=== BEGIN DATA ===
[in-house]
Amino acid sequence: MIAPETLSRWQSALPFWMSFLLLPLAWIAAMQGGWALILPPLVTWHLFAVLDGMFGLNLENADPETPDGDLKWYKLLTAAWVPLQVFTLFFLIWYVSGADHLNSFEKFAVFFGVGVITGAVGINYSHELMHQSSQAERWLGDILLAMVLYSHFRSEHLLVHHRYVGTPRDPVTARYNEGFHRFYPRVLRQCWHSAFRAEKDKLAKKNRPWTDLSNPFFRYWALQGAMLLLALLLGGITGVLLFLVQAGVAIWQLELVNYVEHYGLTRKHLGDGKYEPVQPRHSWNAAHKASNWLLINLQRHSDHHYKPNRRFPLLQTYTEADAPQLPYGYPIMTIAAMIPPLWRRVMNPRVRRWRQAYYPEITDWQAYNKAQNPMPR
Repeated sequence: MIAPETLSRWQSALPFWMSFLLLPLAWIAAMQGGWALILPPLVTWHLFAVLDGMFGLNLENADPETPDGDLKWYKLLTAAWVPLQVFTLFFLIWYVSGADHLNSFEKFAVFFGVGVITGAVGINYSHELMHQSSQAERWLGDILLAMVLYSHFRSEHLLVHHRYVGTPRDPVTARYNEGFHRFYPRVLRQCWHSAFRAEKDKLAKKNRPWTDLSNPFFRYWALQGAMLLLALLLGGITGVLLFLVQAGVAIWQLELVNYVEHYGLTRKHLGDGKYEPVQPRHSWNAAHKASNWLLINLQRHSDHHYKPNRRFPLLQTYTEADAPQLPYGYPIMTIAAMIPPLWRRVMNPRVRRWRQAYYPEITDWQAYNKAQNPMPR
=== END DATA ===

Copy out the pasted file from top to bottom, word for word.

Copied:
[in-house]
Amino acid sequence: MIAPETLSRWQSALPFWMSFLLLPLAWIAAMQGGWALILPPLVTWHLFAVLDGMFGLNLENADPETPDGDLKWYKLLTAAWVPLQVFTLFFLIWYVSGADHLNSFEKFAVFFGVGVITGAVGINYSHELMHQSSQAERWLGDILLAMVLYSHFRSEHLLVHHRYVGTPRDPVTARYNEGFHRFYPRVLRQCWHSAFRAEKDKLAKKNRPWTDLSNPFFRYWALQGAMLLLALLLGGITGVLLFLVQAGVAIWQLELVNYVEHYGLTRKHLGDGKYEPVQPRHSWNAAHKASNWLLINLQRHSDHHYKPNRRFPLLQTYTEADAPQLPYGYPIMTIAAMIPPLWRRVMNPRVRRWRQAYYPEITDWQAYNKAQNPMPR
Repeated sequence: MIAPETLSRWQSALPFWMSFLLLPLAWIAAMQGGWALILPPLVTWHLFAVLDGMFGLNLENADPETPDGDLKWYKLLTAAWVPLQVFTLFFLIWYVSGADHLNSFEKFAVFFGVGVITGAVGINYSHELMHQSSQAERWLGDILLAMVLYSHFRSEHLLVHHRYVGTPRDPVTARYNEGFHRFYPRVLRQCWHSAFRAEKDKLAKKNRPWTDLSNPFFRYWALQGAMLLLALLLGGITGVLLFLVQAGVAIWQLELVNYVEHYGLTRKHLGDGKYEPVQPRHSWNAAHKASNWLLINLQRHSDHHYKPNRRFPLLQTYTEADAPQLPYGYPIMTIAAMIPPLWRRVMNPRVRRWRQAYYPEITDWQAYNKAQNPMPR